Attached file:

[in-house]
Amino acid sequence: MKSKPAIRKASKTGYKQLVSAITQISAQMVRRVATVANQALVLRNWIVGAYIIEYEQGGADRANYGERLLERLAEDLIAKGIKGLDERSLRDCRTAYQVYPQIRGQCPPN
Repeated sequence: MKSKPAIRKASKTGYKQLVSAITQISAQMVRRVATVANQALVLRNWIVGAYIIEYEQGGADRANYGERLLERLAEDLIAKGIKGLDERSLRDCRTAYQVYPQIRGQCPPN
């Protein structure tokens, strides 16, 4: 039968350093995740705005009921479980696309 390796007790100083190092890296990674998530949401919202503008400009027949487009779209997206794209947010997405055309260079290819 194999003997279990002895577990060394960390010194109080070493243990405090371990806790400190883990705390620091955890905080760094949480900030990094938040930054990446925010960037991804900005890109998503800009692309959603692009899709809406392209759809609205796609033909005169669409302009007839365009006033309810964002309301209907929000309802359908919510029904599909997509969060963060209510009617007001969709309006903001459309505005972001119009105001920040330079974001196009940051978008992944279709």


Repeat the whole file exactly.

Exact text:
[in-house]
Amino acid sequence: MKSKPAIRKASKTGYKQLVSAITQISAQMVRRVATVANQALVLRNWIVGAYIIEYEQGGADRANYGERLLERLAEDLIAKGIKGLDERSLRDCRTAYQVYPQIRGQCPPN
Repeated sequence: MKSKPAIRKASKTGYKQLVSAITQISAQMVRRVATVANQALVLRNWIVGAYIIEYEQGGADRANYGERLLERLAEDLIAKGIKGLDERSLRDCRTAYQVYPQIRGQCPPN
């Protein structure tokens, strides 16, 4: 039968350093995740705005009921479980696309 390796007790100083190092890296990674998530949401919202503008400009027949487009779209997206794209947010997405055309260079290819 194999003997279990002895577990060394960390010194109080070493243990405090371990806790400190883990705390620091955890905080760094949480900030990094938040930054990446925010960037991804900005890109998503800009692309959603692009899709809406392209759809609205796609033909005169669409302009007839365009006033309810964002309301209907929000309802359908919510029904599909997509969060963060209510009617007001969709309006903001459309505005972001119009105001920040330079974001196009940051978008992944279709």